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Off-grid installations in Latin America power schools, health centres, national parks and private homes

Latin America is made up of many geographical regions with differing politics, policies, demographics and languages. In this look at solar in Latin America we are including all Central American, Caribbean and South American countries. These are considered prime markets for solar adoption for several reasons including vast amounts of sunshine, growing economies and extremely high levels of Co2 emissions per capita.

Energy options

Latin America is has the second largest oil reserve outside of the Middle East, according to the paper, “Latin America’s Energy Future” by Roger Tissot, so it is not surprising that oil has been and continues to be the leading energy source in Latin America. Natural gas and hydroelectricity are also in wide use. According to the International Energy Agency, Latin America’s electricity consumption expected to grow nearly 3% per year through 2035, with the fastest growing markets being Central America and Brazil. According to a World Bank study Latin America will remain highly dependent on hydroelectric power, with an increased use in natural gas. But due to limitations on hydroelectric development, Latin American countries will have to move away from hydro and fossil fuels and increase its use of renewable resources.

Ullum PV Park, San Juan, Argentina

Government support

Each country has its own approach to the evaluation, diagnosis, and planned development and integration of renewable energy resources in electricity generation matrix, according to Gabriel Monti, who is in charge of Argentinean photovoltaic development. He pointed to the FiT schemes in Ecuador and net metering in Brazil, which are “starting to catalyse the interest of the various stakeholders,” Monti said, noting that such government actions “have begun to shape markets.”

Another example of government support can be seen in Mexico, where the Mexican President Felipe Calderon recently signed into law climate change legislation that calls for cutting greenhouse gas emissions by 30% by 2020 and 50% by 2050. It also calls for 35% of its energy to come from renewable resources by 2024. Furthermore, it requires government agencies to use renewable energy. Mexico is ranked 12th among the world's top carbon-producers (443.61 million metric tons of CO2 every year or less than 1.5% of global carbon emissions), according to data gathered by the US Energy Information Administration, so this new legislation will cut its carbon emissions while also reducing the country’s reliance on fossil fuels.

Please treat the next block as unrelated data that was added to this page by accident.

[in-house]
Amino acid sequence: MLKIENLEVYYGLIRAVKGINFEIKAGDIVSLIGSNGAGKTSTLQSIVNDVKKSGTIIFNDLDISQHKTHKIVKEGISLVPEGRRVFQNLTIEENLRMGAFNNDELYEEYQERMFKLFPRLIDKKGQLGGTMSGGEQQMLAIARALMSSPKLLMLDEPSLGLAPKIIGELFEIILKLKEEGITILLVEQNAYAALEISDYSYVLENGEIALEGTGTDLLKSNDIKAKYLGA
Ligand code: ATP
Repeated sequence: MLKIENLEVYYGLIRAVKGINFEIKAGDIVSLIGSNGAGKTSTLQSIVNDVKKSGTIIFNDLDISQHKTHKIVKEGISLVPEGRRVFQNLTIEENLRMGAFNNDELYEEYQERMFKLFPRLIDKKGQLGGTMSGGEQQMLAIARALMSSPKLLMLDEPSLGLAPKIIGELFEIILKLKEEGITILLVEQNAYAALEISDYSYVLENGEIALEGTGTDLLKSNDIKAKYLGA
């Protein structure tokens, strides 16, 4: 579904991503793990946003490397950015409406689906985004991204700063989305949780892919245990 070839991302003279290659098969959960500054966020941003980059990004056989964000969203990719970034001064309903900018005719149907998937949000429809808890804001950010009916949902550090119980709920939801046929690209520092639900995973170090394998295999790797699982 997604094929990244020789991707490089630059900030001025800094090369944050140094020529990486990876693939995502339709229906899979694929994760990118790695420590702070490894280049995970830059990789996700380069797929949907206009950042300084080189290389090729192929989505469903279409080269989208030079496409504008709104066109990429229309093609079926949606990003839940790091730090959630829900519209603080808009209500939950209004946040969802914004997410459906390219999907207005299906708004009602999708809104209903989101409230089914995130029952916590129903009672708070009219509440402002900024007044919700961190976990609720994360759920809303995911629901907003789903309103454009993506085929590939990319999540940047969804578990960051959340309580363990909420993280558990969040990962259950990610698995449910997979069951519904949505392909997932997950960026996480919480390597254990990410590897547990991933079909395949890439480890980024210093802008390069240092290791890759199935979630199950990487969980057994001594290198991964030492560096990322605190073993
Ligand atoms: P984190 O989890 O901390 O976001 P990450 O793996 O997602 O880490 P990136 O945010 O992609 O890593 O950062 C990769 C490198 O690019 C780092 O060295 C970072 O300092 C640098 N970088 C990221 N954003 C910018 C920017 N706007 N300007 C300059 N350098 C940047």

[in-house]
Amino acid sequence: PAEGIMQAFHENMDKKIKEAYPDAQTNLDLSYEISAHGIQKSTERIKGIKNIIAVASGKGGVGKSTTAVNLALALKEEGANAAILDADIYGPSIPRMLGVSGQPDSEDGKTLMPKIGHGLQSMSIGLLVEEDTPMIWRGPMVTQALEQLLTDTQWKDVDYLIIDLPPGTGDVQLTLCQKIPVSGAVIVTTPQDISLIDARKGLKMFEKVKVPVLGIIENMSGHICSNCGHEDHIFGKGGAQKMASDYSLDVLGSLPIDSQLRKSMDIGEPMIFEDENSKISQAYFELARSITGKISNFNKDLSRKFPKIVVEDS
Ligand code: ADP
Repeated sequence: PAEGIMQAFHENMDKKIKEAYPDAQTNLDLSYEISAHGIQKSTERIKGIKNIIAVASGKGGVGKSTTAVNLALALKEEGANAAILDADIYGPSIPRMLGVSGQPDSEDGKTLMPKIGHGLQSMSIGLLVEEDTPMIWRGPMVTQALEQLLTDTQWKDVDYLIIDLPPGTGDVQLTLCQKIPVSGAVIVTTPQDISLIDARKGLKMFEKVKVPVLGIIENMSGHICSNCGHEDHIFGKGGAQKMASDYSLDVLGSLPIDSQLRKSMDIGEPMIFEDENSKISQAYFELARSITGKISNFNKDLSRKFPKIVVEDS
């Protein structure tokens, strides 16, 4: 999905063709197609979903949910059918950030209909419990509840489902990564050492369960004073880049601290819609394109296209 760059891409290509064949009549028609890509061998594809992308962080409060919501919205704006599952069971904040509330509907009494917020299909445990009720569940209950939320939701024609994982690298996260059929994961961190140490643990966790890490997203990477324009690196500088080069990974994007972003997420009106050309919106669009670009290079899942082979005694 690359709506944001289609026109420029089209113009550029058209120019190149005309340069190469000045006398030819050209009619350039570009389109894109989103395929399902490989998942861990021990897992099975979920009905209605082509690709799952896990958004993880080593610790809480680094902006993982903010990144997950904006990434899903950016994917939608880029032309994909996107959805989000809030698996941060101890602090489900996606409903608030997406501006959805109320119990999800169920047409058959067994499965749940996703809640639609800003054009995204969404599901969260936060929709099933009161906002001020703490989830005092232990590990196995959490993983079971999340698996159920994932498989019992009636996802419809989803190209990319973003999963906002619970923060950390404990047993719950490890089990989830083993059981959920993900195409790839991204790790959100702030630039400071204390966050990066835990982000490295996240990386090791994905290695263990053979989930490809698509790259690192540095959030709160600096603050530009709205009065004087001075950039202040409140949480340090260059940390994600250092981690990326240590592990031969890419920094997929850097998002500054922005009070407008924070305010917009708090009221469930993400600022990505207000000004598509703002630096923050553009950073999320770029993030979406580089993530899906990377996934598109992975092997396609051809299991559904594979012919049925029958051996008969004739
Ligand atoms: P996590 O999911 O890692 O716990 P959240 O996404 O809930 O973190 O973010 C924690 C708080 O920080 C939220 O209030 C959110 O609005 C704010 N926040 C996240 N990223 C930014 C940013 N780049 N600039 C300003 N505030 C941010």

Focus on the grid

Latin America had been characterised by the "off grid market", and although they have started to implement grid-connected projects and, according to ing. Alejandro Zitzer, Commercial Director, of Aldar SA, a solar company based in Argentina. He said that there are several examples of off-grid installations powering schools, health centres, national parks and private homes. The PERMER: Renewable Energy Project in Rural Markets, is one such off-grid 4MWp installation, bringing electricity to isolated areas.

An example of a grid-connected project is the Ullum photovoltaic park, in the Province of San Juan, with 1.26 MWp. This was set up through the State Provincial Power Company and was the first photovoltaic park in Argentina.

Ullum PV Park, San Juan, Argentina

Waiting for the PV future

In an area rich with traditional energy sources such as oil, natural gas, hydroelectric,  and coal, solar energy will likely not be fully exploited in Latin America until it “comfortably reaches grid parity,” according to Gabriel Monti. In the meantime, governments will gradually adopt policies and work on infrastructure, regulations and contracts with those in the electricity industry. They will also develop the technological skills with smart grids, net metering and managing intermittency. And they will look to specific markets as examples, such as PV use on national soccer stadiums and in the important copper mining industry. See “Solar Powered Mining Operation in Chile.”

“The growth rate for solar PV will depend to a very large extent on the ability and interest in the detailed analysis and planning of the Ministry of Energy of each country.” 

Monti said that “The growth rate for solar PV will depend to a very large extent on the ability and interest in the detailed analysis and planning of the Ministry of Energy of each country.” He added that, “Numerical analysis discovers segment by segment opportunities.”

As with any market, adoption of renewable energy gets a boost from government support and regulations, but it also requires support from the private sector, which will improve (or develop) transmission infrastructure, make financial mechanisms available and make local energy generation an expected practice. 

Monti concluded by saying that “In this sense, the analysis of business models employed in USA would be a guide for the Latin American market.”

Growing number of conference and exhibitions

An indication of the importance of the Latin American solar market is the growing number of trade shows and conferences taking place in Brazil, Chile, Argentina and other Latin American cities. In September 2013, Intersolar South America will make its debut, taking place at Expo Centre Norte in So Paulo, Brazil. Other important solar conferences and exhibitions taking place in September in Latin America include PV Insider LATAM 2013 and the Chilean International Renewable Energy Congress both held in Santiago, Chile, and SolarTech Expo Argentina 2013.

Written by Eliane Maingard, Latin American Correspondent and Anne Fischer, Managing Editor, Solar Novus Today.

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